Next, I turn my heat-setting down to just below medium. Then I return the warm pot back to the range, and pour in the four cups of flour. I do absolutely nothing for 3 full minutes. Then suddenly, I have wooden spoon and wooden spatula at the ready, and intermittently using the two utensils alternately, I begin to stir and turn my flour. I step back and let it be another 3 minutes. Then suddenly, with the same utensils at the ready, I repeat the process of the stir, then let it be!
Usually, I will have a high stool or high-leg kitchen chair at the range, so that I can sit while stirring and waiting. However, there will not be time to read a good book because you must keep your eye on the flour!
After about 15 minutes of cooking and stirring, you should begin to see the slightest of color change to your flour! Your first indication of success is the flour should begin to bring on an ivory-ecru color! But, don’t let that excite you; don’t try and rush it by turning up the heat – you will ruin it!!! Be patient, and do some more stirring!!!
After about 20-25 minutes of cooking and stirring, you should begin to see a richer color hue – your flour should be bringing on the color of walnuts! And, with your patience intact, you begin to have that feeling of pride about your excellence. At this point, you want to turn your heat down to low, because the browning will not begin to accelerate! Your stirring will become more constant, such that you will not “let it be” from now to the end of the browning process!
Once your flour has browned to point of “pecan” in color, we are ready to remove it from the heat. This is crucial, because the warm pot will continue to cook the flour a bit more after you remove it from the heat. Keep stirring; keep stirring; keep stirring for another three minutes or so. You want to stir then pour the flour into the cool mixing bowl. (Hint: To be certain that my cooking of the flour stops immediately, I have my mixing bowl in the refrigerator while I am cooking the flour. That way, it is absolutely cold when I pour the flour into it!)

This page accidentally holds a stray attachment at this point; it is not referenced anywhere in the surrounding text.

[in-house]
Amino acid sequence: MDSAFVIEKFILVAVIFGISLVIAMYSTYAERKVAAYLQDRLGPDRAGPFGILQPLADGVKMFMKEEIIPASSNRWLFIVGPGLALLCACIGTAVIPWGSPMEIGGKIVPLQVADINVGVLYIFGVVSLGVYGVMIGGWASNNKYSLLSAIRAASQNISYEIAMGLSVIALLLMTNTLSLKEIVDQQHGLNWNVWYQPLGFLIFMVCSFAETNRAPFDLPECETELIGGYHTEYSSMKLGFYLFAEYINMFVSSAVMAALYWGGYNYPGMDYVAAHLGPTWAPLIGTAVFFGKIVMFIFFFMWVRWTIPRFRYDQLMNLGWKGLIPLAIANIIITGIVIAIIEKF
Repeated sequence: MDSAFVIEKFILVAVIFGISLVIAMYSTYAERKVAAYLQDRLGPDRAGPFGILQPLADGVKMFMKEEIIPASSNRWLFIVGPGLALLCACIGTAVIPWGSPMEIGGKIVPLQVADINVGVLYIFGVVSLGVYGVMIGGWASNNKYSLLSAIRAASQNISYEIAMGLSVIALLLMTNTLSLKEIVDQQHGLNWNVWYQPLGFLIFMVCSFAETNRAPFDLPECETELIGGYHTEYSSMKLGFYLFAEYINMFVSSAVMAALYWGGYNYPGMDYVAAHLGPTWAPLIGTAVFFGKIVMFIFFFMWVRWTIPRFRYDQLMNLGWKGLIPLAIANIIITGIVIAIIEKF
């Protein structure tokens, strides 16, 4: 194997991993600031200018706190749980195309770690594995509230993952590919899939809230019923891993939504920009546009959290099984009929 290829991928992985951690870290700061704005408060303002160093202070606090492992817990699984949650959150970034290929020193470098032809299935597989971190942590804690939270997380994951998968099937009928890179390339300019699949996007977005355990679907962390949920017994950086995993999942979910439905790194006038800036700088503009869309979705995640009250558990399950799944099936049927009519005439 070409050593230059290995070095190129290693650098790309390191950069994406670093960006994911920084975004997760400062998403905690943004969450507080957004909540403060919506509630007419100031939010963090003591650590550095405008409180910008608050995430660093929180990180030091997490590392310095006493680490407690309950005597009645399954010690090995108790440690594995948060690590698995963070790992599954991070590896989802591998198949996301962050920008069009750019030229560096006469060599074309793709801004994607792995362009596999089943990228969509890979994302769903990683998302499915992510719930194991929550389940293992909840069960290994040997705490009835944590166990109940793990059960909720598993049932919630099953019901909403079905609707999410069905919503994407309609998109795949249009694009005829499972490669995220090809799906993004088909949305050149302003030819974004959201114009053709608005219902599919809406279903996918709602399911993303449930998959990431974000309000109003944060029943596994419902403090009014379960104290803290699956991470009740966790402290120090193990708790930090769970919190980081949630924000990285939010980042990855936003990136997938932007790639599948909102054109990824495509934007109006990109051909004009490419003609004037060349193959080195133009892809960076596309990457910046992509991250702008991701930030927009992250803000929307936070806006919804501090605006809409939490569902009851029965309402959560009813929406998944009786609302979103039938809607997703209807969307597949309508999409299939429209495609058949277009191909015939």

Congratulations! You have now browned flour! Don’t buy another bottle of gravy mix! Don’t buy another pouch of gravy mix! Don’t buy another jar of pre-cooked processed gravy! YOU have just made the best foundation for brown gravy! (Light gravies and sauces we will talk about in another post!)
Putting all your excellence to work to now give it your taste signature, we divide the flour. We put half the flour in a canning jar just as it is (unseasoned) and add that to our pantry. For the second half, we season it!
Many times, I use a brown gravy for my red meats. If I am doing a brown mushroom gravy, chances are minced garlic and diced or minced onions are also part of the symphony of flavors! Thus, I want my browned flour to accentuate those ingredients as well. Here’s how I do season my browned flour for a mushroom gravy –
In a small bowl, I mix three tablespoons of browned flour with 1 teaspoon each of iodized salt, finely-ground black pepper, dry rubbed sage, onion powder, garlic powder, dry yellow mustard powder. To make the gravy, I make slurry with 3 tablespoons of red wine and ¼ cup of water. I pour this over a sauté pan of buttered, simmering mushrooms, minced garlic and diced or minced onion combination. I simmer this for two to three minutes until thickened. I add more water if needed, or simmer a bit longer if more thickening is needed.
Use your browned flour to make your signature brown gravy or brown sauce! You’ve earn the distinction of Gravy Master!
As I know those two ladies of great cooking skills, Aunt Emma T and Bunch are smiling with much pride that you are cooking their good, pure, unadulterated gravy from scratch, instead of buying that stuff in the jar!!!!!!!